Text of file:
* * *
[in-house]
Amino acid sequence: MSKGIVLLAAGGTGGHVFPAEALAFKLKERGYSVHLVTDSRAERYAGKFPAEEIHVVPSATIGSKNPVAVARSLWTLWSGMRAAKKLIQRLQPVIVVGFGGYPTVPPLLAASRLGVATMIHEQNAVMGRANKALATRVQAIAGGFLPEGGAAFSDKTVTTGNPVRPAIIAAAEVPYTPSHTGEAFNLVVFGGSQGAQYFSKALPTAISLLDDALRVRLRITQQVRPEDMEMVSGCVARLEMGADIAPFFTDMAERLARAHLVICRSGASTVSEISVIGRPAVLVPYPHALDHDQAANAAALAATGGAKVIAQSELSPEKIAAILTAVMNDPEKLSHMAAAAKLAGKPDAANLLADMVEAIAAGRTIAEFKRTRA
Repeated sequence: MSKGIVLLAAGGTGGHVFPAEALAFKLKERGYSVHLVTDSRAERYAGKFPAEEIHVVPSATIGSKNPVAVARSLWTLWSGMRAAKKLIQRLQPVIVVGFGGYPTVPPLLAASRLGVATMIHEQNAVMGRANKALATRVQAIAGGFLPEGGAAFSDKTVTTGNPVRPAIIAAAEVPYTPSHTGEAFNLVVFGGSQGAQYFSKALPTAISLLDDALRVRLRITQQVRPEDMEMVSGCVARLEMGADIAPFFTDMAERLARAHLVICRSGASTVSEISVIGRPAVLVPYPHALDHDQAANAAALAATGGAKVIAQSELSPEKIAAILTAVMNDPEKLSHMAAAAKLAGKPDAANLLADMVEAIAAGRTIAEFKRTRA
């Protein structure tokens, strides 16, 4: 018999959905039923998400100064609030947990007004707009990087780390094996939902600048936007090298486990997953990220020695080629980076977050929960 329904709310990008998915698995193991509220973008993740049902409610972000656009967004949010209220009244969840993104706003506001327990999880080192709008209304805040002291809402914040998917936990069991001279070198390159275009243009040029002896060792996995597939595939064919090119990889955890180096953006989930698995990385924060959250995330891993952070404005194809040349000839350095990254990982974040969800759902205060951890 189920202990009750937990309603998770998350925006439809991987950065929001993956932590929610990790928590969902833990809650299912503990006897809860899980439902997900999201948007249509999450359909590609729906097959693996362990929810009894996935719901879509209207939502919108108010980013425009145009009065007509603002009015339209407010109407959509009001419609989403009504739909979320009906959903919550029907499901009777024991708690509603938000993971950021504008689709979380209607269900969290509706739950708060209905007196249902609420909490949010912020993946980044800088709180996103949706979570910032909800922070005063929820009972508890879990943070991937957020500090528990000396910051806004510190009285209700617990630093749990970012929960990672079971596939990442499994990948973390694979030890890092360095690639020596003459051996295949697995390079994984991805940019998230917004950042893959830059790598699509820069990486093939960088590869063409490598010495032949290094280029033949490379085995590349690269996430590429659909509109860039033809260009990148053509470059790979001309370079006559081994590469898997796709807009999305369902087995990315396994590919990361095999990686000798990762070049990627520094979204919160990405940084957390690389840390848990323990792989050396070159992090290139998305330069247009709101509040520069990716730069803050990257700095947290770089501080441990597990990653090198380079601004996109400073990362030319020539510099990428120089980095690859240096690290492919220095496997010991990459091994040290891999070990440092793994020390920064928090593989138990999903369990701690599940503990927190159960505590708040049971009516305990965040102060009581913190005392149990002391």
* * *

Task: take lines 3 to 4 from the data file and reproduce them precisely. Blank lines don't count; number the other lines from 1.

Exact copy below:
Repeated sequence: MSKGIVLLAAGGTGGHVFPAEALAFKLKERGYSVHLVTDSRAERYAGKFPAEEIHVVPSATIGSKNPVAVARSLWTLWSGMRAAKKLIQRLQPVIVVGFGGYPTVPPLLAASRLGVATMIHEQNAVMGRANKALATRVQAIAGGFLPEGGAAFSDKTVTTGNPVRPAIIAAAEVPYTPSHTGEAFNLVVFGGSQGAQYFSKALPTAISLLDDALRVRLRITQQVRPEDMEMVSGCVARLEMGADIAPFFTDMAERLARAHLVICRSGASTVSEISVIGRPAVLVPYPHALDHDQAANAAALAATGGAKVIAQSELSPEKIAAILTAVMNDPEKLSHMAAAAKLAGKPDAANLLADMVEAIAAGRTIAEFKRTRA
């Protein structure tokens, strides 16, 4: 018999959905039923998400100064609030947990007004707009990087780390094996939902600048936007090298486990997953990220020695080629980076977050929960 329904709310990008998915698995193991509220973008993740049902409610972000656009967004949010209220009244969840993104706003506001327990999880080192709008209304805040002291809402914040998917936990069991001279070198390159275009243009040029002896060792996995597939595939064919090119990889955890180096953006989930698995990385924060959250995330891993952070404005194809040349000839350095990254990982974040969800759902205060951890 189920202990009750937990309603998770998350925006439809991987950065929001993956932590929610990790928590969902833990809650299912503990006897809860899980439902997900999201948007249509999450359909590609729906097959693996362990929810009894996935719901879509209207939502919108108010980013425009145009009065007509603002009015339209407010109407959509009001419609989403009504739909979320009906959903919550029907499901009777024991708690509603938000993971950021504008689709979380209607269900969290509706739950708060209905007196249902609420909490949010912020993946980044800088709180996103949706979570910032909800922070005063929820009972508890879990943070991937957020500090528990000396910051806004510190009285209700617990630093749990970012929960990672079971596939990442499994990948973390694979030890890092360095690639020596003459051996295949697995390079994984991805940019998230917004950042893959830059790598699509820069990486093939960088590869063409490598010495032949290094280029033949490379085995590349690269996430590429659909509109860039033809260009990148053509470059790979001309370079006559081994590469898997796709807009999305369902087995990315396994590919990361095999990686000798990762070049990627520094979204919160990405940084957390690389840390848990323990792989050396070159992090290139998305330069247009709101509040520069990716730069803050990257700095947290770089501080441990597990990653090198380079601004996109400073990362030319020539510099990428120089980095690859240096690290492919220095496997010991990459091994040290891999070990440092793994020390920064928090593989138990999903369990701690599940503990927190159960505590708040049971009516305990965040102060009581913190005392149990002391």